Lack of money, skills and quality control hinder the assessment of the impact of legislation

Toomas Mattson | 11/14/2011 | 4:54 PM

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TALLINN, 14 November 2011 - In its recent audit the National Audit Office came to the conclusion that assessment of the impact of legislation leaves a lot to be desired and those who pass legislation as well as the general public do not have enough reliable information about the possible consequences of legislation.

The National Audit Office assessed whether the explanatory memoranda of legislation submitted by the Government to the Riigikogu make the possible consequences of legislation clear to the members of the Riigikogu and the general public. As a result of the audit, the National Audit Office found that the impact of legislation had not been analysed to the required extent or as thoroughly as expected in any of the audited explanatory memoranda. The situation of the drafts of legislation that transpose European Union law was no better in terms of impact assessment.

An attempt to assess the impact of legislation in money had been made in only a half of all impact assessments. Both revenue and expenditure were assessed in only about 10% of all explanatory memoranda. The expenditure created by the implementation of the legislation for citizens, entrepreneurs and the state may be larger than expected if the financial impact of legislation is not considered.

The analysis of the National Audit Office indicated that the impact on the state budget has not been presented in more than a half of the explanatory memoranda or the memoranda only mentioned that no additional state budget expenditure would be incurred or that the adoption of the act would not create any additional expenditure for the state. A situation like this is very worrying, as most of the state budget funds are spent on the implementation of legislation.

Poor impact analysis becomes a serious problem when the enforcement of legislation is rushed and the necessary implementation activities are not thought through properly. The National Audit Office found that in the case of two-thirds of the reviewed legislative acts, the time allowed for preparations between the publication of the act until its enforcement was less than two months, and even less than one month in one-half of such cases. Rushing the enforcement of legislation is also one of the reasons many of the legislative acts analysed by the National Audit Office did not have the necessary implementation acts on the day they entered into force.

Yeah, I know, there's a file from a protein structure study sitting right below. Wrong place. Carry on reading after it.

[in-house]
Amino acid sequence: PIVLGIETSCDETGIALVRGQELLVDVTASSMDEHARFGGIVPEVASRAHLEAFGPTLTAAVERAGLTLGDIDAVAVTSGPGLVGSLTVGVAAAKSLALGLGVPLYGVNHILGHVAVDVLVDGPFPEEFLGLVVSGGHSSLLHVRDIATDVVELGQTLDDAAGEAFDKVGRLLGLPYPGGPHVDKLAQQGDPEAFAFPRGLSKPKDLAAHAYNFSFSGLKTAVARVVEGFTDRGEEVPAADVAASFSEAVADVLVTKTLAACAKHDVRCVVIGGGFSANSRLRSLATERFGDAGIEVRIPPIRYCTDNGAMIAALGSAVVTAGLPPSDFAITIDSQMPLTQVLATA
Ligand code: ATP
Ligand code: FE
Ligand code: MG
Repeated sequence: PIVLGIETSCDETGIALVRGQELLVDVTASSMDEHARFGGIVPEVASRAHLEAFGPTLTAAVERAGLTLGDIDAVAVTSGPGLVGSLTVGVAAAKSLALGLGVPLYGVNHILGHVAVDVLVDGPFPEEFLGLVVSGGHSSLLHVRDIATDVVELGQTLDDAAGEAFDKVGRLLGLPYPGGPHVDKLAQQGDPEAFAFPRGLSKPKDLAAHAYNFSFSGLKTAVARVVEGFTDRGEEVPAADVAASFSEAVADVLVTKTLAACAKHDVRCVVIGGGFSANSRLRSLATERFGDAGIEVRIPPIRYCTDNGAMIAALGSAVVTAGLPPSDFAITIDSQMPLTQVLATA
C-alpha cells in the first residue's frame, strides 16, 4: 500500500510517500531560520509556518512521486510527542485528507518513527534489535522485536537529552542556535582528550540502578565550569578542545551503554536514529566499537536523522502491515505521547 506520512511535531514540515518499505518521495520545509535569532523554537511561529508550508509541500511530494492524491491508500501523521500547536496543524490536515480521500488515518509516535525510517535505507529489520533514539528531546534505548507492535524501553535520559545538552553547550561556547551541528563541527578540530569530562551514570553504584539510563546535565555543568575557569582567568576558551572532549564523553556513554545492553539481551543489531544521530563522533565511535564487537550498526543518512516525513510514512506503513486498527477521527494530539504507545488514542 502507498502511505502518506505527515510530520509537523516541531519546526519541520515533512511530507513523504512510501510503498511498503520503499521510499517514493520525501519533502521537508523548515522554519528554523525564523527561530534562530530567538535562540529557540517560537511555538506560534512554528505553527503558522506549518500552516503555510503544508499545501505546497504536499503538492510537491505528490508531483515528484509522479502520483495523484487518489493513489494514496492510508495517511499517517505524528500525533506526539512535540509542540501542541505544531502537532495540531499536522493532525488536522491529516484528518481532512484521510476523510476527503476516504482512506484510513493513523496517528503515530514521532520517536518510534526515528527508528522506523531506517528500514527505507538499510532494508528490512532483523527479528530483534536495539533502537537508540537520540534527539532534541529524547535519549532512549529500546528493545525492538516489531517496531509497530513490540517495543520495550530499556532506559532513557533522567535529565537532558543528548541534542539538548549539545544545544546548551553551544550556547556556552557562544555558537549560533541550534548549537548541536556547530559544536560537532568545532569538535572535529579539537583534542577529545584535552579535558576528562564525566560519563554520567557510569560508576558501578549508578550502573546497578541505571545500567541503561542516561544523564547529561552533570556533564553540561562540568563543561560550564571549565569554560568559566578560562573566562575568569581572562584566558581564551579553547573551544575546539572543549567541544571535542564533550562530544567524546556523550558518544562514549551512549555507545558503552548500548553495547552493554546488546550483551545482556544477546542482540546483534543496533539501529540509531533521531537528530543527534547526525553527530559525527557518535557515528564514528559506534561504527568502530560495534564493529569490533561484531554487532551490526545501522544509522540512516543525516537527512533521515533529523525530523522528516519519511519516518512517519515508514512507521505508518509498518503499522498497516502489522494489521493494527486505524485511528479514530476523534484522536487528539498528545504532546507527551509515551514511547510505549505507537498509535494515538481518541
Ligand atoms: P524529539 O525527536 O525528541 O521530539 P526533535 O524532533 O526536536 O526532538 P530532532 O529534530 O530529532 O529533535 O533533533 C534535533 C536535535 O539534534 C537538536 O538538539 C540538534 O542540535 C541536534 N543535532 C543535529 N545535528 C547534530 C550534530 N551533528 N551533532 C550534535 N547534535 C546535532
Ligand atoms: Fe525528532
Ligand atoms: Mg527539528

The Ministry of Justice as the agency responsible for the organisation of impact assessment has been aware of a number of problems found in the course of the audit for many years. In the last three years the Ministry of Justice has focussed its attention mainly on the development of the political declaration “Development Trends of Legal Policy until 2018” and it has not dedicated any time to looking for answers to the practical questions that have appeared in analysing legal impact or to the implementation of quality control in impact analysis.

Audit Director of the Performance Audit Department of the National Audit Office Tarmo Olgo insists that analysing the impact of legislation is not just a tedious technical formality that must be dealt with in the course of legislative drafting. “In the course of the audit, the National Audit Office identified draft legislation where no impact assessments had been done at all in certain areas, or the assessments were little more than justifications of the selected manner of regulation,” said Olgo. “Unbalanced, subjective and poor impact assessment leads to problems in the implementation of legislation, unwanted consequences and unpredictable costs. We keep finding these connections in our performance audits.” The Audit Director says it’s positive that the auditees agreed with the majority of the observations and recommendations made by the National Audit Office in its audit. “The Ministry of Justice should take advantage of this consensus in the Government and start implementing the recommendations of the National Audit Office,” he noted.